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30 years of inspiration

Michael Murcray is one of the quiet heroes who lives among us. But after 30 years with New Leaf in Oak Harbor, the amiable and recognizable jack-of-all trades has found it nearly impossible to keep a low profile.

“When he’s not here, people always ask, ‘Where’s Mike at?’” said Chad Rodarmel, New Leaf grounds maintenance project manager. “We get that a lot. He knows a lot of people in this town.”

“This is the first time anybody’s gotten 30 years at New Leaf,” said Rhea Nelson, New Leaf executive director and chief executive officer.

New Leaf, a federal government contractor, is a private, nonprofit company that provides a variety of employment and opportunities for people with disabilities and the community within Island, Skagit and Snohomish counties. They offer job placement assistance, employment assessment, job training, independent living evaluation and support service, and set-aside employment opportunities.

The company must guarantee quarterly that 75 percent of all its direct labor hours go to people who are certified as severely disabled.

“There are 600 companies like ours in the United States and collectively we employ about 50,000 people with severe disabilities, which is a drop in the bucket because the unemployment rate for people with disabilities is about 80 percent,” Nelson said.

Murcray came to New Leaf out of Oak Harbor High School 30 years ago. The 47-year-old dynamo has worked his way up from simple jobs on the grounds crew to driving tractors when needed. In the winters he works for the commissary at Whidbey Island Naval Air Station, where he is asked for by name.

“During the winter he switches from days to nights,” Nelson said. “We also have a janitorial contract on base. Mike’s the only person in our company who does something like that.”

Murcray will enjoy a dinner in his honor Sunday, June 24, at the CPO Club. Aside from family, his girlfriend, and colleagues from New Leaf, coaches and players from the Special Olympics will attend the event to help toot the longtime worker’s horn.

“Some other folks are going to talk about Mike’s accomplishments,” Nelson said.

Murcray received the national William Usdane Award in 2001 and traveled to Orlando, Fla., for the ceremony.

“I nominated him for it and it’s one of the two highest awards in our field,” Nelson said.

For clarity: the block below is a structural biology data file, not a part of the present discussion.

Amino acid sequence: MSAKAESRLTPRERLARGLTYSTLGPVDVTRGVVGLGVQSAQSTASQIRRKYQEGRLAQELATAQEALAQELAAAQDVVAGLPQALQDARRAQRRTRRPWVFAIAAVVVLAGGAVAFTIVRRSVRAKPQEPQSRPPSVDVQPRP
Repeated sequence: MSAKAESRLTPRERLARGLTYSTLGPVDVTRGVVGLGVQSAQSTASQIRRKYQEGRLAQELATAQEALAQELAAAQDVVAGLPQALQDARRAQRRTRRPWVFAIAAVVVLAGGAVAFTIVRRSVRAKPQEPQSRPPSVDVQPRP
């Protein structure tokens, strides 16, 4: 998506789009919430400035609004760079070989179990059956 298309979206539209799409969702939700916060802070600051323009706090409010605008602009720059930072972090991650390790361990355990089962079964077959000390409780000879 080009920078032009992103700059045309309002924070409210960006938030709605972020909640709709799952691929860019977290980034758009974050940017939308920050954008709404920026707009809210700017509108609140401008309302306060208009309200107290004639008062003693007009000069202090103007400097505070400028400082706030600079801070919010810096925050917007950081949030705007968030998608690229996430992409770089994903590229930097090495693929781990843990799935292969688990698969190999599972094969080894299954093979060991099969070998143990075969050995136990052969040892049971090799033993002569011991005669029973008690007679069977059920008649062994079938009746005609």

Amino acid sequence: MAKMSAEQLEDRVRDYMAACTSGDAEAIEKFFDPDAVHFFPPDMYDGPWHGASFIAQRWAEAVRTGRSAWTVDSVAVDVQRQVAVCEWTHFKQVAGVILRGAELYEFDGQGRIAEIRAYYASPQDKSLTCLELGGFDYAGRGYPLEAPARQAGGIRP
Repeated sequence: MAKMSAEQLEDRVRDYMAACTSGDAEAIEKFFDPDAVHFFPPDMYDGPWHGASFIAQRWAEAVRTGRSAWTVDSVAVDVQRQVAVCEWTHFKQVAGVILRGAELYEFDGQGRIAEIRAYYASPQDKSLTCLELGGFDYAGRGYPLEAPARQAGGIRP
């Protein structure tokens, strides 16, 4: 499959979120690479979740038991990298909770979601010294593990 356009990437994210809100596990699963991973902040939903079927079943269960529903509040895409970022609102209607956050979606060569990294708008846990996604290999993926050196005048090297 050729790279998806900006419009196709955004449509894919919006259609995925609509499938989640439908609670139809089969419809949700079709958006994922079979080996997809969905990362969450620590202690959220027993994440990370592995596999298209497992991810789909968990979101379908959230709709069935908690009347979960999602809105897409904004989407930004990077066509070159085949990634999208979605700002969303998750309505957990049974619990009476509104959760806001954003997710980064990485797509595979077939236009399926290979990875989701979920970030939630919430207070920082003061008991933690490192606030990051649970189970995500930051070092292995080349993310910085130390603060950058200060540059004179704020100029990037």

In 2003 he traveled with New Leaf personnel to Washington, D.C. for Grassroots, an annual pilgrimage that gives the staff an opportunity to speak with legislators about the program.

“Mike has met Congressman Rick Larsen to the point of being on a first-name basis,” Nelson said. “In fact, Congressman Larsen said Michael is his favorite constituent.”

Murcray has also rubbed shoulders with senators Patty Murray and Maria Cantwell.

The executive director is effusive in describing Murcray, unable to hide her pride and admiration for the loyal and capable worker.

“I think he’s one of the best employees that we’ve ever had,” Nelson said. “Not just longevity, but he never doesn’t come to work, he follows all the directions. But we don’t want him to get a big head.”

In addition to working, Murcray has been very active in Special Olympics, serving as the point of contact at New Leaf. The athlete is constantly bringing home new medals from the events. He has competed in bicycling, basketball, bowling, track and field, and soccer one year.

“He does them all,” Rodarmel said. “This year he’s taking up golf.”

Murcray has forged a great, independent life for himself. He lives in his own apartment, pays his taxes, maintains a relationship with his girlfriend, and is never late for work. After 30 years at New Leaf, one would think retirement is a consideration. But one would have to ask him directly.

“Do I have to?” he would reply.

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